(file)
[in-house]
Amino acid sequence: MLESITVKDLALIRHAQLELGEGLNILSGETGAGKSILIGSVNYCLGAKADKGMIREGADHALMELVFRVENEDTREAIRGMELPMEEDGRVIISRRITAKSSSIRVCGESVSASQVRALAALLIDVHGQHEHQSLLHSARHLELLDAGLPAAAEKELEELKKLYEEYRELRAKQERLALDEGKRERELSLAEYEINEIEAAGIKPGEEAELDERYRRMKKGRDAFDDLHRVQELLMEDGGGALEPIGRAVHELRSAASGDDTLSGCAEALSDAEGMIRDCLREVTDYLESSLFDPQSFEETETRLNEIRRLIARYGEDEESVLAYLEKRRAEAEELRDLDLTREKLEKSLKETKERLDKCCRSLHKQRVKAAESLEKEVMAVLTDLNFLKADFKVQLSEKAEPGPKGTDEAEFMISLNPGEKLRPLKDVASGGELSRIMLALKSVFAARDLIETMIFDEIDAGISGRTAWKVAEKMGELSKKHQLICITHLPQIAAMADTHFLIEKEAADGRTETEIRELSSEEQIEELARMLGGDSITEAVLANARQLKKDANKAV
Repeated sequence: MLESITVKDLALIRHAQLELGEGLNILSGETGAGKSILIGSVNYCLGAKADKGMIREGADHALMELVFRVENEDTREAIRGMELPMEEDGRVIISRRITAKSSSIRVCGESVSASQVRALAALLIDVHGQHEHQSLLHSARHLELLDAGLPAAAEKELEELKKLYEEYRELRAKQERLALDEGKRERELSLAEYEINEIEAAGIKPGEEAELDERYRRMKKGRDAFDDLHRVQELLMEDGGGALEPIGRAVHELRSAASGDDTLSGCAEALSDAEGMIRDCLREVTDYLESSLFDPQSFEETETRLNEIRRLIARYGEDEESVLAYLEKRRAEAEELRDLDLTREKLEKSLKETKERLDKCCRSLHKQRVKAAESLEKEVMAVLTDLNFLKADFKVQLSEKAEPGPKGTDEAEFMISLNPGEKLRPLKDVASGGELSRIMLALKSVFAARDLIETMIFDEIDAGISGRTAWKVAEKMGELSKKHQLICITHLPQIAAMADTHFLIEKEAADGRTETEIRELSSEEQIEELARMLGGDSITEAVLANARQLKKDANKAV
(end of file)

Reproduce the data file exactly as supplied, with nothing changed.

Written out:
[in-house]
Amino acid sequence: MLESITVKDLALIRHAQLELGEGLNILSGETGAGKSILIGSVNYCLGAKADKGMIREGADHALMELVFRVENEDTREAIRGMELPMEEDGRVIISRRITAKSSSIRVCGESVSASQVRALAALLIDVHGQHEHQSLLHSARHLELLDAGLPAAAEKELEELKKLYEEYRELRAKQERLALDEGKRERELSLAEYEINEIEAAGIKPGEEAELDERYRRMKKGRDAFDDLHRVQELLMEDGGGALEPIGRAVHELRSAASGDDTLSGCAEALSDAEGMIRDCLREVTDYLESSLFDPQSFEETETRLNEIRRLIARYGEDEESVLAYLEKRRAEAEELRDLDLTREKLEKSLKETKERLDKCCRSLHKQRVKAAESLEKEVMAVLTDLNFLKADFKVQLSEKAEPGPKGTDEAEFMISLNPGEKLRPLKDVASGGELSRIMLALKSVFAARDLIETMIFDEIDAGISGRTAWKVAEKMGELSKKHQLICITHLPQIAAMADTHFLIEKEAADGRTETEIRELSSEEQIEELARMLGGDSITEAVLANARQLKKDANKAV
Repeated sequence: MLESITVKDLALIRHAQLELGEGLNILSGETGAGKSILIGSVNYCLGAKADKGMIREGADHALMELVFRVENEDTREAIRGMELPMEEDGRVIISRRITAKSSSIRVCGESVSASQVRALAALLIDVHGQHEHQSLLHSARHLELLDAGLPAAAEKELEELKKLYEEYRELRAKQERLALDEGKRERELSLAEYEINEIEAAGIKPGEEAELDERYRRMKKGRDAFDDLHRVQELLMEDGGGALEPIGRAVHELRSAASGDDTLSGCAEALSDAEGMIRDCLREVTDYLESSLFDPQSFEETETRLNEIRRLIARYGEDEESVLAYLEKRRAEAEELRDLDLTREKLEKSLKETKERLDKCCRSLHKQRVKAAESLEKEVMAVLTDLNFLKADFKVQLSEKAEPGPKGTDEAEFMISLNPGEKLRPLKDVASGGELSRIMLALKSVFAARDLIETMIFDEIDAGISGRTAWKVAEKMGELSKKHQLICITHLPQIAAMADTHFLIEKEAADGRTETEIRELSSEEQIEELARMLGGDSITEAVLANARQLKKDANKAV